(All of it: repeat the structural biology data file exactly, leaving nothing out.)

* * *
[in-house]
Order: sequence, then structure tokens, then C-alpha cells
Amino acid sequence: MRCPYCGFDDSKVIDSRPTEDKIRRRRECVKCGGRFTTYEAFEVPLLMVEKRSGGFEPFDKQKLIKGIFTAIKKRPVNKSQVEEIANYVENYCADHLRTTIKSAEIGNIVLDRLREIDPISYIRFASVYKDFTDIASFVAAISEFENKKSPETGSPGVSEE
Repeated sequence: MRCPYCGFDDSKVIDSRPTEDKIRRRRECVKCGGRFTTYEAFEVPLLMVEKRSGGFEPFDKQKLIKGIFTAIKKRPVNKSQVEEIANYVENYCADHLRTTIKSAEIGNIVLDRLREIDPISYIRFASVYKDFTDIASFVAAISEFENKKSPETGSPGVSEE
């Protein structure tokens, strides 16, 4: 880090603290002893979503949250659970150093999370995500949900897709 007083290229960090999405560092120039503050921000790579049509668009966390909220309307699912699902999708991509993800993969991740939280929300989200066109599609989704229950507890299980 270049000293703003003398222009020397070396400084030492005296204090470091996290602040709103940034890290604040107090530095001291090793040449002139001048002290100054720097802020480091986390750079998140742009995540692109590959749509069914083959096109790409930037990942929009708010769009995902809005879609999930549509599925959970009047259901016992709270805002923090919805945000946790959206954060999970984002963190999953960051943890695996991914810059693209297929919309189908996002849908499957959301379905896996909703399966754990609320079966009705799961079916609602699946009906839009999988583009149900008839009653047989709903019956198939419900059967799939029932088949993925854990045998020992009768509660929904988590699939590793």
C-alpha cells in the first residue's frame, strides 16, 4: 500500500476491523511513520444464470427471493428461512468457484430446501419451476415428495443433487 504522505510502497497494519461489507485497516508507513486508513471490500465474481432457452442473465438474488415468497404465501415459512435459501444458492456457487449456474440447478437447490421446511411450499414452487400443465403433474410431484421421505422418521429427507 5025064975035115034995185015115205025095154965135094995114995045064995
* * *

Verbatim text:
[in-house]
Order: sequence, then structure tokens, then C-alpha cells
Amino acid sequence: MRCPYCGFDDSKVIDSRPTEDKIRRRRECVKCGGRFTTYEAFEVPLLMVEKRSGGFEPFDKQKLIKGIFTAIKKRPVNKSQVEEIANYVENYCADHLRTTIKSAEIGNIVLDRLREIDPISYIRFASVYKDFTDIASFVAAISEFENKKSPETGSPGVSEE
Repeated sequence: MRCPYCGFDDSKVIDSRPTEDKIRRRRECVKCGGRFTTYEAFEVPLLMVEKRSGGFEPFDKQKLIKGIFTAIKKRPVNKSQVEEIANYVENYCADHLRTTIKSAEIGNIVLDRLREIDPISYIRFASVYKDFTDIASFVAAISEFENKKSPETGSPGVSEE
């Protein structure tokens, strides 16, 4: 880090603290002893979503949250659970150093999370995500949900897709 007083290229960090999405560092120039503050921000790579049509668009966390909220309307699912699902999708991509993800993969991740939280929300989200066109599609989704229950507890299980 270049000293703003003398222009020397070396400084030492005296204090470091996290602040709103940034890290604040107090530095001291090793040449002139001048002290100054720097802020480091986390750079998140742009995540692109590959749509069914083959096109790409930037990942929009708010769009995902809005879609999930549509599925959970009047259901016992709270805002923090919805945000946790959206954060999970984002963190999953960051943890695996991914810059693209297929919309189908996002849908499957959301379905896996909703399966754990609320079966009705799961079916609602699946009906839009999988583009149900008839009653047989709903019956198939419900059967799939029932088949993925854990045998020992009768509660929904988590699939590793």
C-alpha cells in the first residue's frame, strides 16, 4: 500500500476491523511513520444464470427471493428461512468457484430446501419451476415428495443433487 504522505510502497497494519461489507485497516508507513486508513471490500465474481432457452442473465438474488415468497404465501415459512435459501444458492456457487449456474440447478437447490421446511411450499414452487400443465403433474410431484421421505422418521429427507 5025064975035115034995185015115205025095154965135094995114995045064995